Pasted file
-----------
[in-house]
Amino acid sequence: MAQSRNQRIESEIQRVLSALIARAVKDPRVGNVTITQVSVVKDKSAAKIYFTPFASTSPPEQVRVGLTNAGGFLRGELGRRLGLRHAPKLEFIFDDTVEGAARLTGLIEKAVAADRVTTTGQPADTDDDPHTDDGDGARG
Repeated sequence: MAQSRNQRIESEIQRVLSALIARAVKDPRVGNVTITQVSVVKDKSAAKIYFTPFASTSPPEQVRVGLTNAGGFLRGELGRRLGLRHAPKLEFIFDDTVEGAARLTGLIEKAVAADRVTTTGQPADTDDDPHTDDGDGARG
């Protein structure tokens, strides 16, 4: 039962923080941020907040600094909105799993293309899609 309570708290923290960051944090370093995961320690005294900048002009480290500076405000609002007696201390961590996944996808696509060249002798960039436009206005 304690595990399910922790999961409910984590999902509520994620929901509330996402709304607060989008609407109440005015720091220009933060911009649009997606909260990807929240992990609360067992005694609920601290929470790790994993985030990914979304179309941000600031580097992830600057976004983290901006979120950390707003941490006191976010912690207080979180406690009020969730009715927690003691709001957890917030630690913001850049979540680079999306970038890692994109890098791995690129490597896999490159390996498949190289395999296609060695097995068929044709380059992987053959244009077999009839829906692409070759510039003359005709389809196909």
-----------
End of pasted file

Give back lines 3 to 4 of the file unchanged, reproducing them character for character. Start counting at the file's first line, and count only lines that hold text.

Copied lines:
Repeated sequence: MAQSRNQRIESEIQRVLSALIARAVKDPRVGNVTITQVSVVKDKSAAKIYFTPFASTSPPEQVRVGLTNAGGFLRGELGRRLGLRHAPKLEFIFDDTVEGAARLTGLIEKAVAADRVTTTGQPADTDDDPHTDDGDGARG
């Protein structure tokens, strides 16, 4: 039962923080941020907040600094909105799993293309899609 309570708290923290960051944090370093995961320690005294900048002009480290500076405000609002007696201390961590996944996808696509060249002798960039436009206005 304690595990399910922790999961409910984590999902509520994620929901509330996402709304607060989008609407109440005015720091220009933060911009649009997606909260990807929240992990609360067992005694609920601290929470790790994993985030990914979304179309941000600031580097992830600057976004983290901006979120950390707003941490006191976010912690207080979180406690009020969730009715927690003691709001957890917030630690913001850049979540680079999306970038890692994109890098791995690129490597896999490159390996498949190289395999296609060695097995068929044709380059992987053959244009077999009839829906692409070759510039003359005709389809196909």